My DH doesn't come home until after the DC are in bed.
So we only eat together on Sats and Suns and I don't eat supper with them
except when it's fishfingers when I put an extra couple in for me...
I do spend a lot of time saying EAT up.
This has changed significantly for us over the years
I have always felt that it is valuable for us all to sit to eat together where possible but due to work patterns we are unable to eat together until 7.30 - 8pm
When the children were preschoolers they would eat earlier and sit with us while we ate. It was a great opportunity to introduce new foods as food off parents plates is far more appealing. Unfortunately they were virtually half asleep. When they started school they had a cooked meal at lunchtime so they ate a lighter meal at about 6pm and stayed up to say hello to Dad. We then ate after they were in bed.
As soon as they were old enough to wait we were able to eat together which was a fabulous opportunity to catch up on the day.
Just having the meal together is fun. It's great watching our one year old learn to eat and try new things, he's always funny and we encourage him to join in the conversation, because that's what I remember as a child - that chance to get your parents' undivided attention and talk to them about all sorts of things. Ds doesn't have many recognisable words yet, but he's definitely joining in the conversation and that's fun for all 3 of us
In our house to my tea time successful the number one item is being organised, knowing in advance (where possible) what to make, and getting tea on the table just before they get too hungry. If I miss the mark sometimes they can get a little grumpy so I always aim for about 4.40pm. I also let it cool before I give to them so they don't get too impatient waiting for it too cool. Sometimes when they are really tired and just can't face eating we play little games, by pretending the bird outside is going to eat the dinner, then they quickly eat it! I'd say, stay relaxed and calm and then hopefully the kids will to!
DD is 2 and if I'm not working we eat all our meals together. If DH is home in time he eats dinner with us too. Unfortunately eating lunch and dinner early means DH and I have turned into terrible evening snackers after DD has gone to bed. It's important to me that we eat together as DD is very reluctant to taste anything new until she's seen me eat it about 20 times!
We love to have dinner together and as my DS is under 2 this usually means I need to have food on the table quite soon after DH gets home from work. To make the timings work, I try to prep/make as much as I can of dinner in my DS's nap and then pull together at the last minute or in winter use the almighty slow cooker, so it's all nice and ready come 6pm! DS will always eat better when we eat as a family as he likes to steal food from our plates and thinks he is very clever stealing that carrot or broccoli from our plate and eating it all up!
My dc are 8 (almost 9) and 6, we always eat together every night. We're lucky that dh has always had a job where he gets home in time for us to eat early enough for the dc. Eating round the table in the kitchen is just more practical for us, washable floor is a must, I can't imagine the state the living room carpet would be in if we ate in there! When the dc were small we had the kind of high chair that pulls right up to the table so they've never known any different.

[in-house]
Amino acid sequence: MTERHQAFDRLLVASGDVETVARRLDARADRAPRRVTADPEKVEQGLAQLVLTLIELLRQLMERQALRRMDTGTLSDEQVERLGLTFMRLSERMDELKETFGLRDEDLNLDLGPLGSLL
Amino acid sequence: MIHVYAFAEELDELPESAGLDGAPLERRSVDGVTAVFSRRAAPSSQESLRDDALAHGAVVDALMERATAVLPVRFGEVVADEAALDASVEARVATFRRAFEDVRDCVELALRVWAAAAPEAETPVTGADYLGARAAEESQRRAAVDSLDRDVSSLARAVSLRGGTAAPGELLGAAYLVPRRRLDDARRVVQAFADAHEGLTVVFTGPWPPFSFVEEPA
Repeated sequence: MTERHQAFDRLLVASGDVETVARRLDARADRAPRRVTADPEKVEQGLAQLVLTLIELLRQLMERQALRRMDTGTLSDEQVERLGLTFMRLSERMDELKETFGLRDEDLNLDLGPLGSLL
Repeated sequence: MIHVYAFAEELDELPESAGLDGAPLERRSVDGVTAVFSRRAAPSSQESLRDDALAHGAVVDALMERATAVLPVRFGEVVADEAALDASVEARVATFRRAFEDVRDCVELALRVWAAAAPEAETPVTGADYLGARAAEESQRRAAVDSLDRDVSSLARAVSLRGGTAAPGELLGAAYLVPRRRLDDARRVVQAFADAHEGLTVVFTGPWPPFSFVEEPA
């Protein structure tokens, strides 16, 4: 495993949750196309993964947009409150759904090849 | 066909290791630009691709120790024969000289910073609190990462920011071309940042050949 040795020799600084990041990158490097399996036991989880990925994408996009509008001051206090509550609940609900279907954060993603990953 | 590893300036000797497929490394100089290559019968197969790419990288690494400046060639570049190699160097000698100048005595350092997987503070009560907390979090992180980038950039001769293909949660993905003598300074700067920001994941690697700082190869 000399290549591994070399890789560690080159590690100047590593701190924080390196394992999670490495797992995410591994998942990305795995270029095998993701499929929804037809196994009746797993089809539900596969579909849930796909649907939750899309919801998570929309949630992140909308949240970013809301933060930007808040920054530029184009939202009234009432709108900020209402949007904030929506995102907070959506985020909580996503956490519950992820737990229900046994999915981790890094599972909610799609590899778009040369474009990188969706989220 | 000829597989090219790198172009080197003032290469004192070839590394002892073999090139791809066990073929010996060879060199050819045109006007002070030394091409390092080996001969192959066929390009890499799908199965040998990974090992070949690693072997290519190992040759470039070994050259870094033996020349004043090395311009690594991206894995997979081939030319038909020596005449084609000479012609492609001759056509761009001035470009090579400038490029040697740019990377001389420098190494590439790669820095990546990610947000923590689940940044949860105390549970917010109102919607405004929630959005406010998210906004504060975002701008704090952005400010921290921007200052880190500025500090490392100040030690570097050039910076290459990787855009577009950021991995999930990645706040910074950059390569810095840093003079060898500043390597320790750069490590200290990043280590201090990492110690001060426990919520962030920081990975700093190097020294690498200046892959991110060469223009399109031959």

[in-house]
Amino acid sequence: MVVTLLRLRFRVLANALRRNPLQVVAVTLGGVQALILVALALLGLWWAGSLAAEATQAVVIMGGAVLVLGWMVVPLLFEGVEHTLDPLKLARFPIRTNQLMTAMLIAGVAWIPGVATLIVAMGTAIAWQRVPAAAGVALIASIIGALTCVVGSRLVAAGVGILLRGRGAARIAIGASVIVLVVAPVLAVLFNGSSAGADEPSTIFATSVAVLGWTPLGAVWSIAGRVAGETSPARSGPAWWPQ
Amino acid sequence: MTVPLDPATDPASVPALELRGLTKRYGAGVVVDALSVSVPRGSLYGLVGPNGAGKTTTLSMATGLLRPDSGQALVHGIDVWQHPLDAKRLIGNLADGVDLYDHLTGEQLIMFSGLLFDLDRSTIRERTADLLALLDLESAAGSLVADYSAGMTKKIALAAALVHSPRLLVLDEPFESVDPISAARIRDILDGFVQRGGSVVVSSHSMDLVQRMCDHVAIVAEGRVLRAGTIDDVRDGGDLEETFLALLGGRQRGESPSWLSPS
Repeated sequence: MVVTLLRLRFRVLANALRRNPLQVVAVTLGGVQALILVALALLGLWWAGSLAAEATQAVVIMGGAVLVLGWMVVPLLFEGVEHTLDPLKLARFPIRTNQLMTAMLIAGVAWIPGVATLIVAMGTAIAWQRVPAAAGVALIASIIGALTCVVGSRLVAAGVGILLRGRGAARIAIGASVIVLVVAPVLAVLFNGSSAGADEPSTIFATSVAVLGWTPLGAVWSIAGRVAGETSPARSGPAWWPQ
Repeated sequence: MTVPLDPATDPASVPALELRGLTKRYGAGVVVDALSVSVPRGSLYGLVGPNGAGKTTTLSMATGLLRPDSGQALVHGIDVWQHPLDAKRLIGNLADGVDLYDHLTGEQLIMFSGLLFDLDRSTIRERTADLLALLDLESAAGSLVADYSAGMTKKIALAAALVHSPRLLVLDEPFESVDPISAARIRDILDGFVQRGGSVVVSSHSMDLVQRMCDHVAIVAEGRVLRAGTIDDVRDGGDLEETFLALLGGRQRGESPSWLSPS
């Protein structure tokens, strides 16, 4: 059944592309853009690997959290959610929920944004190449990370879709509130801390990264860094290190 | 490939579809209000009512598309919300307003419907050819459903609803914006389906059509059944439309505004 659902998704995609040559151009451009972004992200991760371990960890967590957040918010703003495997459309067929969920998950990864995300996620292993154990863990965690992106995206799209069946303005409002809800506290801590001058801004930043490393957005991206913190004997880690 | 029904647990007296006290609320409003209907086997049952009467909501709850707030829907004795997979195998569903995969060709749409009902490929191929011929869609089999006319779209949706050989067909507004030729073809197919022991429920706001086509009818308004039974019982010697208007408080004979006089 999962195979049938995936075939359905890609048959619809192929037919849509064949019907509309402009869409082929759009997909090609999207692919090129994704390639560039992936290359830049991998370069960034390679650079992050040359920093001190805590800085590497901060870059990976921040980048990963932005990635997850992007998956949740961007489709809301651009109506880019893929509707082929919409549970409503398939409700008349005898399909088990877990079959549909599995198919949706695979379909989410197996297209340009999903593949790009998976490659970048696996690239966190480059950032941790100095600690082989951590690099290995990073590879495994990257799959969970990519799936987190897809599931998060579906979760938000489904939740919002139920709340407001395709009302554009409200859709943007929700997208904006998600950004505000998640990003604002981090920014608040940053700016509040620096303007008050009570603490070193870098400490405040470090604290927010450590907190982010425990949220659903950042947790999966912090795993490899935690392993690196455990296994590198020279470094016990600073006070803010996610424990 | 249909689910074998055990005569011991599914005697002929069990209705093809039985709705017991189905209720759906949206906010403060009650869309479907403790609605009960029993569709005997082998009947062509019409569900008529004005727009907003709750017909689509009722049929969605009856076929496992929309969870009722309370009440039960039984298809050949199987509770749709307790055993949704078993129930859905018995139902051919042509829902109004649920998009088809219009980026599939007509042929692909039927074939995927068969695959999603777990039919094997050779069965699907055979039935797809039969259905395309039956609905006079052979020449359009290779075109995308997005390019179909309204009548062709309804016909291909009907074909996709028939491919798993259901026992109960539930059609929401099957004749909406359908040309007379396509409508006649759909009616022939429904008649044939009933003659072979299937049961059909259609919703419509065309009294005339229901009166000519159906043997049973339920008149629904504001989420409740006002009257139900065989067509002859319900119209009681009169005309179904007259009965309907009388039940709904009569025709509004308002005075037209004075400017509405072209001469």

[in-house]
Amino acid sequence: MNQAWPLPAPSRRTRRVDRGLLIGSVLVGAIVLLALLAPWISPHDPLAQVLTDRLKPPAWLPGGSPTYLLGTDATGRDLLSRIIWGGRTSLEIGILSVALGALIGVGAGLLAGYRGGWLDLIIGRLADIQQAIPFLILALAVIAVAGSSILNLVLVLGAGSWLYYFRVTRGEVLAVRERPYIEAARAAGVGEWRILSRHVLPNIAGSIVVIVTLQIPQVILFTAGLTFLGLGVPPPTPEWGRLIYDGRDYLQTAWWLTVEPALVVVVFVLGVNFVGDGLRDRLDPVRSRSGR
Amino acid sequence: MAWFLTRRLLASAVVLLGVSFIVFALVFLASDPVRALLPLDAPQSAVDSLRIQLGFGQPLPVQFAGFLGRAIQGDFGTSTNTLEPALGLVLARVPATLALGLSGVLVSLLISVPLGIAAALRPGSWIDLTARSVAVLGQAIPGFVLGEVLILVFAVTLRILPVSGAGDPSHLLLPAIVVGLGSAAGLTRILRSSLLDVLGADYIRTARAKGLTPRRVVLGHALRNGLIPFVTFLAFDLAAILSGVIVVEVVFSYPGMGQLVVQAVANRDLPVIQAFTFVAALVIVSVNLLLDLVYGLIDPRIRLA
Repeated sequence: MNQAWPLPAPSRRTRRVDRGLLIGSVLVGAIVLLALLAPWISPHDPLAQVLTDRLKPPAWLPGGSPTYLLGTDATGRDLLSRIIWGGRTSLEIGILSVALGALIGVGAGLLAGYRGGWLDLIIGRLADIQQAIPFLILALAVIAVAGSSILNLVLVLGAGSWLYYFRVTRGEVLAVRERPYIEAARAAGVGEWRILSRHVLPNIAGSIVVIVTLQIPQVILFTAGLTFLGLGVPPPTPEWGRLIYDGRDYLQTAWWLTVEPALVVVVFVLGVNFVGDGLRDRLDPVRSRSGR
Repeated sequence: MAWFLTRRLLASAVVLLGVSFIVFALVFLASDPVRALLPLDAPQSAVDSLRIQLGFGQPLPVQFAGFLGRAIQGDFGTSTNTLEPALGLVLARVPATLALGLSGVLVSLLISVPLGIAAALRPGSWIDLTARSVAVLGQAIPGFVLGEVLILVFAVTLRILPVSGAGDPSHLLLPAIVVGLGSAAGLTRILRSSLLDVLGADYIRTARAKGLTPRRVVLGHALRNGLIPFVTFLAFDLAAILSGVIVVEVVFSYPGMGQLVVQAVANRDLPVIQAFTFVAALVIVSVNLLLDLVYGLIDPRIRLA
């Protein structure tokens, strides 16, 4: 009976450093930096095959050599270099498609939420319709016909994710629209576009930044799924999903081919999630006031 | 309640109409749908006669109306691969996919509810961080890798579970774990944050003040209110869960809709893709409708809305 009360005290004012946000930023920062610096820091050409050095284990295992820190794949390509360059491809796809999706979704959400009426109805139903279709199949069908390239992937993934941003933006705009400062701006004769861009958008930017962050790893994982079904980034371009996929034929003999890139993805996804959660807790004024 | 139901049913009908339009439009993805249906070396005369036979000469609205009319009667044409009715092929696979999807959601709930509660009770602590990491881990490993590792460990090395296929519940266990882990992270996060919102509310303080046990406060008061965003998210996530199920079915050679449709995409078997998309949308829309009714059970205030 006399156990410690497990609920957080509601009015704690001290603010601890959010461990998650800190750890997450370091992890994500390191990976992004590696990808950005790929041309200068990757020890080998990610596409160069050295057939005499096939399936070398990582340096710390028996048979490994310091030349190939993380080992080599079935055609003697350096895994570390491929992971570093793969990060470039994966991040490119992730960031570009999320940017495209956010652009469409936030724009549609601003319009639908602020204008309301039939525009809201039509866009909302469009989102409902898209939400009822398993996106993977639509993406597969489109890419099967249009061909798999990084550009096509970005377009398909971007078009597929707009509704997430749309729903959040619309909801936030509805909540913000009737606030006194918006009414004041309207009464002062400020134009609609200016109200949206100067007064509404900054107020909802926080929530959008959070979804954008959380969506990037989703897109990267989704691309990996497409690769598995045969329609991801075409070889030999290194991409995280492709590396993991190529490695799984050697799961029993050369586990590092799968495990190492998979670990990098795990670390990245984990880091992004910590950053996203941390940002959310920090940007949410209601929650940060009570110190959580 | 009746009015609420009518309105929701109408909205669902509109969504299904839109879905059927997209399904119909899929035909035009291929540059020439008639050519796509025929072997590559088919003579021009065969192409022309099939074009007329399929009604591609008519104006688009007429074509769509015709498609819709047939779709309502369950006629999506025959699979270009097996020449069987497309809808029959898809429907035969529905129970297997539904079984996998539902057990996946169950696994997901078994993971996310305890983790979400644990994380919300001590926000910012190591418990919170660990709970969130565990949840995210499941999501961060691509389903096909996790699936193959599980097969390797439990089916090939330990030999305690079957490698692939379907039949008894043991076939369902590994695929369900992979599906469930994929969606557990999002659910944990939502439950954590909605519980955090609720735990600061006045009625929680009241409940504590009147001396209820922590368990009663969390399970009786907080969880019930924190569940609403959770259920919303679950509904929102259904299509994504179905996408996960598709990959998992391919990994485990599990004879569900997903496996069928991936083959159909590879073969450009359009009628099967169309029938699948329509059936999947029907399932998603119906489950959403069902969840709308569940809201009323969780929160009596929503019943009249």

We all enjoy the opportunity to chat, we have music on and are quite relaxed about the whole thing. I loved it when dd1 was a toddler and started sharing anecdotes from nursery at the tea table (I remember well the saga of Eddy The Baby standing on the garage and getting in trouble) Dh and I have always been interested in what they have to say so I think they've always felt included and happy to share the news of their day.
I'm a single parent to an only child so I think it would be quite weird if we didn't eat together! The only times we don't are when I work later and DS is looked after by his dad, at my house, so gives him leftovers from the freezer.
I prefer eating earlier with DS so that we get all the cooking/clearing up done before he goes to bed, then I have the evening to myself.
I'm not sure if I have any tips about how to make it successful - I cook food, we sit down and eat it! I do think it's important to sit at the table and talk to each other while we eat. We have really nice chats over dinner. We sometimes have the radio on, which can initiate conversation too. DS (5) usually sets the table and helps clear up afterwards and I think this is really important to get him involved in the daily chores (although he does moan about it!)
We have a young school age girl, a toddler and a baby. Most evenings we all sit down for our evening meal as its the only time of day were all together.
We have the radio on low in the background. It adds a bit of atmosphere somehow. If its a special meal we light a couple of candles, which the kids love.
The most popular meals in our house are help yourself ones. So things like fajitas with nachos and chicken wings. Pizza, salad and chips. Some sort of platter to pick from. Kids love these and if we have anyone over for tea we always do a meal like this. Much more relaxed and social and enjoyable.
Always try to do healthy foods obviously, but if its unhealthy-like pizza, there's always a bowl of salad.
And at the weekends my dh and I have a late meal together once the kids are in ed. but we still sit down and have a light snack with the kids when they have their tea. To us, it's a very important time of day for us all to chat, discuss and share things. Also we all love food. All different types. So we enjoy sitting down and enjoying nice food. All very relaxed and enjoyable.